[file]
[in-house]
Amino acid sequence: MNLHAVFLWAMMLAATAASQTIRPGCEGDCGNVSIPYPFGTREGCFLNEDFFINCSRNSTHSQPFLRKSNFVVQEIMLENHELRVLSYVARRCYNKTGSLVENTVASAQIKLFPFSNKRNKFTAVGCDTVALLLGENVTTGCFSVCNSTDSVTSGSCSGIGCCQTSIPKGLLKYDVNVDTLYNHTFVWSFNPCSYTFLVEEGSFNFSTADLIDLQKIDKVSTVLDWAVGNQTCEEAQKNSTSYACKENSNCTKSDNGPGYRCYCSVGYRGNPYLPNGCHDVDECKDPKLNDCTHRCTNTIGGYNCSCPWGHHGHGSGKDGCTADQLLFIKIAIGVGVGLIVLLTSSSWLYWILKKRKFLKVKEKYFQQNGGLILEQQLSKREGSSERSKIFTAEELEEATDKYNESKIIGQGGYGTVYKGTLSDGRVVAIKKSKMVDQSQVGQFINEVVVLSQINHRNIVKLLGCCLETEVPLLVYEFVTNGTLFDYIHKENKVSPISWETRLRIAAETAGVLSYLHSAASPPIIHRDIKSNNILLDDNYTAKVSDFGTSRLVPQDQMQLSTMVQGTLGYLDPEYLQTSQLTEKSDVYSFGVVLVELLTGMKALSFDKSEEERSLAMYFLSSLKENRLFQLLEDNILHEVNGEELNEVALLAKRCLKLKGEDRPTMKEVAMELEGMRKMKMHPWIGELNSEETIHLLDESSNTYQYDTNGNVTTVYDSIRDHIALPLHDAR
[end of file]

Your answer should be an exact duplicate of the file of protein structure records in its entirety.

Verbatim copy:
[in-house]
Amino acid sequence: MNLHAVFLWAMMLAATAASQTIRPGCEGDCGNVSIPYPFGTREGCFLNEDFFINCSRNSTHSQPFLRKSNFVVQEIMLENHELRVLSYVARRCYNKTGSLVENTVASAQIKLFPFSNKRNKFTAVGCDTVALLLGENVTTGCFSVCNSTDSVTSGSCSGIGCCQTSIPKGLLKYDVNVDTLYNHTFVWSFNPCSYTFLVEEGSFNFSTADLIDLQKIDKVSTVLDWAVGNQTCEEAQKNSTSYACKENSNCTKSDNGPGYRCYCSVGYRGNPYLPNGCHDVDECKDPKLNDCTHRCTNTIGGYNCSCPWGHHGHGSGKDGCTADQLLFIKIAIGVGVGLIVLLTSSSWLYWILKKRKFLKVKEKYFQQNGGLILEQQLSKREGSSERSKIFTAEELEEATDKYNESKIIGQGGYGTVYKGTLSDGRVVAIKKSKMVDQSQVGQFINEVVVLSQINHRNIVKLLGCCLETEVPLLVYEFVTNGTLFDYIHKENKVSPISWETRLRIAAETAGVLSYLHSAASPPIIHRDIKSNNILLDDNYTAKVSDFGTSRLVPQDQMQLSTMVQGTLGYLDPEYLQTSQLTEKSDVYSFGVVLVELLTGMKALSFDKSEEERSLAMYFLSSLKENRLFQLLEDNILHEVNGEELNEVALLAKRCLKLKGEDRPTMKEVAMELEGMRKMKMHPWIGELNSEETIHLLDESSNTYQYDTNGNVTTVYDSIRDHIALPLHDAR